11 June 2019
British Medical Association (BMA) Chair Dr Chaand Nagpaul has written to Prime Minister Theresa May warning of the risk of losing “large swathes of expertise from the NHS’s most experienced doctors at a time when the overstretched service needs it most”.
Dr Chaand Nagpaul wrote to Mrs May with regard to the BMA’s ongoing concern that the NHS is on the cusp of a major workforce crisis, warning that the Government has taken too long to acknowledge the impact of pension taxes on the NHS workforce. He called on her to put pressure on Chancellor Philip Hammond to meet with the BMA immediately.
The BMA said that even GPs in their 30s have been advised by accountants to reduce their working hours to avoid incurring annual allowance tax charges, and that other GPs have refused shifts to avoid taxes that mean they lose money for working more.
The problem is also impacting the Defence Medical Services where, according to the BMA, unless a resolution is found “it will lead to severe shortages and put at risk the ability to deploy”.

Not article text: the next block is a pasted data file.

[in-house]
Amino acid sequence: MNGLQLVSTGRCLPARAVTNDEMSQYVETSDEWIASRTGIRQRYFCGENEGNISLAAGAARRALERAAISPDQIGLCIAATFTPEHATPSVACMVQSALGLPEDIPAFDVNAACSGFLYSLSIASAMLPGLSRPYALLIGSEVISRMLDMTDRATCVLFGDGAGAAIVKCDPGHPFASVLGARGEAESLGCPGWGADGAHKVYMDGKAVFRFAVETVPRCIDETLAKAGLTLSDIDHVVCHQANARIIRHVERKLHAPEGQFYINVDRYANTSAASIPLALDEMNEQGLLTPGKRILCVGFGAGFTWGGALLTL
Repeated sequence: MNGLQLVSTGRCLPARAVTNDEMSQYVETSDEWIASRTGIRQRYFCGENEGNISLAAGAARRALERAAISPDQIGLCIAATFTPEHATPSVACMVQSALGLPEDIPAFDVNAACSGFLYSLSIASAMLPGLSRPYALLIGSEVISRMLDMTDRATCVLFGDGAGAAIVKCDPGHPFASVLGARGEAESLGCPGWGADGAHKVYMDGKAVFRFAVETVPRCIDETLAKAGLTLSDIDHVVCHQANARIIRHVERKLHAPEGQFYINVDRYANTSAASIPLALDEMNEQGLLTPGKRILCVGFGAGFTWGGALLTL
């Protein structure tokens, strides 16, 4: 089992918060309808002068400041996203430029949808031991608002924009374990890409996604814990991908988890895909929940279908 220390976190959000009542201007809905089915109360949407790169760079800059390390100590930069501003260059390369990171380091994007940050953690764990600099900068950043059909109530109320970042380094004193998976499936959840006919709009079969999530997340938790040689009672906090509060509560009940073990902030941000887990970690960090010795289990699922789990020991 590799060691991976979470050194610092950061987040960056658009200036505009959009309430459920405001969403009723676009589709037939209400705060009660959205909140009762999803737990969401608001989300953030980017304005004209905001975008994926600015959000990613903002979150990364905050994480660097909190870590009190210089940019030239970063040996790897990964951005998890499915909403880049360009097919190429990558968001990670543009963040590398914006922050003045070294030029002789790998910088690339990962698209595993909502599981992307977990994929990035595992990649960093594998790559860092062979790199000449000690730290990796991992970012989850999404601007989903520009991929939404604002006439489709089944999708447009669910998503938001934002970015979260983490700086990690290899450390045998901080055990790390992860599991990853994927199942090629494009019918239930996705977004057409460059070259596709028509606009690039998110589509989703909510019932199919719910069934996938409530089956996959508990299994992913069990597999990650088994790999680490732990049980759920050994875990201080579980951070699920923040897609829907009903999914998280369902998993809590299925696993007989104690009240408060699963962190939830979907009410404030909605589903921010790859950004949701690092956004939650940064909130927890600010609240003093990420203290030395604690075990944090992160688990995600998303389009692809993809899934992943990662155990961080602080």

The impact of current pension taxation policy has been raised with the Government by a number of MPs during Prime Minister’s Questions over recent months and, according to Dr Chaand Nagpaul, the issue has been growing across parliamentary debates and in the national press. He said the current Government policy “is driving doctors out of the workforce”.
Despite the recent launch of the Health and Social Care Secretary’s consultation on flexibility for the NHS Pension scheme, the BMA has argued that the 50:50 proposal contained within will categorically not solve the problem. It said it not only results in doctors receiving a lower pension, but also fails to remove the “perverse incentive” for doctors to reduce the work they do for the NHS, particularly if there is no recycling of employers’ pension contributions back to the employees.
Dr Chaand Nagpaul said: “Although we hope to meet the Secretary of State to discuss short-term mitigating options, the true solution lies in pension taxation reform.”
He concluded that the annual and tapered annual allowance are not only unnecessary but are significantly damaging the ability to maintain safe, sufficient patient care and must be scrapped urgently.